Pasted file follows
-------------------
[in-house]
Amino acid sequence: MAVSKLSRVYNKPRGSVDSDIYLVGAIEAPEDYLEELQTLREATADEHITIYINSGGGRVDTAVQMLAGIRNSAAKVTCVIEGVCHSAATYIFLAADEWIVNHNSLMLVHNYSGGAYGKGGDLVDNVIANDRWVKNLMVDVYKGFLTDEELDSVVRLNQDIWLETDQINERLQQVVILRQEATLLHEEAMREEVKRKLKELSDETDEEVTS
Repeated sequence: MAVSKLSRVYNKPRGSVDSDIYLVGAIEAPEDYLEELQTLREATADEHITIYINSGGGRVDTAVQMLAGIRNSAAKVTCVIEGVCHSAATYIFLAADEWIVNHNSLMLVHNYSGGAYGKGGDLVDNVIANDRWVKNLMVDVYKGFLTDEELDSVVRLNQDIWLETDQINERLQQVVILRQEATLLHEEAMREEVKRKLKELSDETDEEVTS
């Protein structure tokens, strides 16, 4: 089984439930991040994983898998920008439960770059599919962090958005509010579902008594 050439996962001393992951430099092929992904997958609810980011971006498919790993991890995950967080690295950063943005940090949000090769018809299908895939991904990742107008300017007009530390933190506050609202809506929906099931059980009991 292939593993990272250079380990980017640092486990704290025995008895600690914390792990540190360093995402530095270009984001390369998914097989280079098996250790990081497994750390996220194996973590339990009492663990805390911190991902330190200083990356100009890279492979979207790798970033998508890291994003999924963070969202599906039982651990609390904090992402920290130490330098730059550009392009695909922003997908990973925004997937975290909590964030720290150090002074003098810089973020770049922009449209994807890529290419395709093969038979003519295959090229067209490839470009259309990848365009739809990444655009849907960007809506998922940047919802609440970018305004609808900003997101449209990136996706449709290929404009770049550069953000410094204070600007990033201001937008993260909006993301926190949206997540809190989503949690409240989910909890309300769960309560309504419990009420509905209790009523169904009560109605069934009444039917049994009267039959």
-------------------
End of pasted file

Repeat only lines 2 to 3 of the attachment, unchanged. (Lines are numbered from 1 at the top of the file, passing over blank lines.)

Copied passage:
Amino acid sequence: MAVSKLSRVYNKPRGSVDSDIYLVGAIEAPEDYLEELQTLREATADEHITIYINSGGGRVDTAVQMLAGIRNSAAKVTCVIEGVCHSAATYIFLAADEWIVNHNSLMLVHNYSGGAYGKGGDLVDNVIANDRWVKNLMVDVYKGFLTDEELDSVVRLNQDIWLETDQINERLQQVVILRQEATLLHEEAMREEVKRKLKELSDETDEEVTS
Repeated sequence: MAVSKLSRVYNKPRGSVDSDIYLVGAIEAPEDYLEELQTLREATADEHITIYINSGGGRVDTAVQMLAGIRNSAAKVTCVIEGVCHSAATYIFLAADEWIVNHNSLMLVHNYSGGAYGKGGDLVDNVIANDRWVKNLMVDVYKGFLTDEELDSVVRLNQDIWLETDQINERLQQVVILRQEATLLHEEAMREEVKRKLKELSDETDEEVTS